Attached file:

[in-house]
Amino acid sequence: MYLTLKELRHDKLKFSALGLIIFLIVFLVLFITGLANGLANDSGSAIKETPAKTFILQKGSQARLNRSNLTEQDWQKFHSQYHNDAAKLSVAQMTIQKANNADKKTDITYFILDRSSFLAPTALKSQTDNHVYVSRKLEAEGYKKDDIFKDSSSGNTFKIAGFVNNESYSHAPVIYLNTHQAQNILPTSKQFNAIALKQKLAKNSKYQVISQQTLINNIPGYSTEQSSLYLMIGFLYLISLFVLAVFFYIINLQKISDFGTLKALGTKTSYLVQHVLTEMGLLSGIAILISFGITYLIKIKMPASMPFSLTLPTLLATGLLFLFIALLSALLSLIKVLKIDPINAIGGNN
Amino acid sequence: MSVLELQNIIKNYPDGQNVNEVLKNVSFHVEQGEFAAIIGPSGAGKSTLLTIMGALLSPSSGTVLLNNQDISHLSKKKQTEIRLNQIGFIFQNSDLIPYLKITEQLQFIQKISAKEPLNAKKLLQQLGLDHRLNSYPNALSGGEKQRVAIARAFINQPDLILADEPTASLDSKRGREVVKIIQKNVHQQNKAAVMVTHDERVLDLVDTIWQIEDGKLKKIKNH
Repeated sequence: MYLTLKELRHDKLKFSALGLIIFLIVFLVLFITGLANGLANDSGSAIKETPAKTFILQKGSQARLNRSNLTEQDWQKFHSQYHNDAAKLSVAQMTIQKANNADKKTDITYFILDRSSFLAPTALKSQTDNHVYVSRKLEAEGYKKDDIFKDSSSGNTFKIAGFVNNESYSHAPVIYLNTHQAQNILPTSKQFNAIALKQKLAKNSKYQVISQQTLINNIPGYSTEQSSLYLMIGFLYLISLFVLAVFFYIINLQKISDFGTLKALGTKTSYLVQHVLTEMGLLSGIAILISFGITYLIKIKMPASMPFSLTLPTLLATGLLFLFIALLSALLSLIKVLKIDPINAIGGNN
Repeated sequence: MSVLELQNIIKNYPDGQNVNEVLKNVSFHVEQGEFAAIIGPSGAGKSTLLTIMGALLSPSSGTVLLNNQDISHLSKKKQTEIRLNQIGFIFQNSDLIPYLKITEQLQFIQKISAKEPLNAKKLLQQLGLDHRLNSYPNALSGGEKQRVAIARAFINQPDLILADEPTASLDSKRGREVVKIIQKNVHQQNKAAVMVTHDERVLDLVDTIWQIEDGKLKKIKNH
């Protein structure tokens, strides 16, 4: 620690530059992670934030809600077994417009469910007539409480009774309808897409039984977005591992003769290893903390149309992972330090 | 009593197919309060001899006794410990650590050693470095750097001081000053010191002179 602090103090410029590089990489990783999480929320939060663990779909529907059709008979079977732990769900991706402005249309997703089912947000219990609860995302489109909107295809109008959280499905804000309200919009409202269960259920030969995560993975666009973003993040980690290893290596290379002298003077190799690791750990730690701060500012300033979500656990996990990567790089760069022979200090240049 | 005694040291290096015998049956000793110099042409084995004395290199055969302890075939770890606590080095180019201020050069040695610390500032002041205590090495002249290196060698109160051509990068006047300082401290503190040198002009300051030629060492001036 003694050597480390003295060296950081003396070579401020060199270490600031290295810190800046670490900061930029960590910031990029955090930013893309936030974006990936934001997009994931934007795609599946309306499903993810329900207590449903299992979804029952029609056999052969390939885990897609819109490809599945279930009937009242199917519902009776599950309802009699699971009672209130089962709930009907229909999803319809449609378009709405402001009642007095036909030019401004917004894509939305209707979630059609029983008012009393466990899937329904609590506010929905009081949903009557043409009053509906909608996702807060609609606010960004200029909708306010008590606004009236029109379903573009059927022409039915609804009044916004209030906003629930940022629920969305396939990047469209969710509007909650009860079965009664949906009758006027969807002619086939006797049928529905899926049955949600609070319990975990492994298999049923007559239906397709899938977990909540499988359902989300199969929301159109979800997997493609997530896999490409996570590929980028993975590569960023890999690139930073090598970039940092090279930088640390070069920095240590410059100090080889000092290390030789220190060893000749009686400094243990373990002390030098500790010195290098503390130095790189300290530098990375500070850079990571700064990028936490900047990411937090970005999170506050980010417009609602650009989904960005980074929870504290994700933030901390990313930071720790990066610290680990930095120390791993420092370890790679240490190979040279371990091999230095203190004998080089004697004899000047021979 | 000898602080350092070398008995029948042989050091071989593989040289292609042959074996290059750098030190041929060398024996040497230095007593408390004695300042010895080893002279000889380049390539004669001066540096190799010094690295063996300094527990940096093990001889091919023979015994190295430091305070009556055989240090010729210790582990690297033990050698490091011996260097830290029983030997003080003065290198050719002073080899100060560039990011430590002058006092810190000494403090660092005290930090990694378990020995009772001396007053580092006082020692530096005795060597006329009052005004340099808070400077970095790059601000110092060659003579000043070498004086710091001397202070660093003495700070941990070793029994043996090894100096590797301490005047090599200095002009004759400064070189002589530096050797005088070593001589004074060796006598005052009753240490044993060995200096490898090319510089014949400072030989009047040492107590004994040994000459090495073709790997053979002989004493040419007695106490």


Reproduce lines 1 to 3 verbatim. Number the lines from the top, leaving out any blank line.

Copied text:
[in-house]
Amino acid sequence: MYLTLKELRHDKLKFSALGLIIFLIVFLVLFITGLANGLANDSGSAIKETPAKTFILQKGSQARLNRSNLTEQDWQKFHSQYHNDAAKLSVAQMTIQKANNADKKTDITYFILDRSSFLAPTALKSQTDNHVYVSRKLEAEGYKKDDIFKDSSSGNTFKIAGFVNNESYSHAPVIYLNTHQAQNILPTSKQFNAIALKQKLAKNSKYQVISQQTLINNIPGYSTEQSSLYLMIGFLYLISLFVLAVFFYIINLQKISDFGTLKALGTKTSYLVQHVLTEMGLLSGIAILISFGITYLIKIKMPASMPFSLTLPTLLATGLLFLFIALLSALLSLIKVLKIDPINAIGGNN
Amino acid sequence: MSVLELQNIIKNYPDGQNVNEVLKNVSFHVEQGEFAAIIGPSGAGKSTLLTIMGALLSPSSGTVLLNNQDISHLSKKKQTEIRLNQIGFIFQNSDLIPYLKITEQLQFIQKISAKEPLNAKKLLQQLGLDHRLNSYPNALSGGEKQRVAIARAFINQPDLILADEPTASLDSKRGREVVKIIQKNVHQQNKAAVMVTHDERVLDLVDTIWQIEDGKLKKIKNH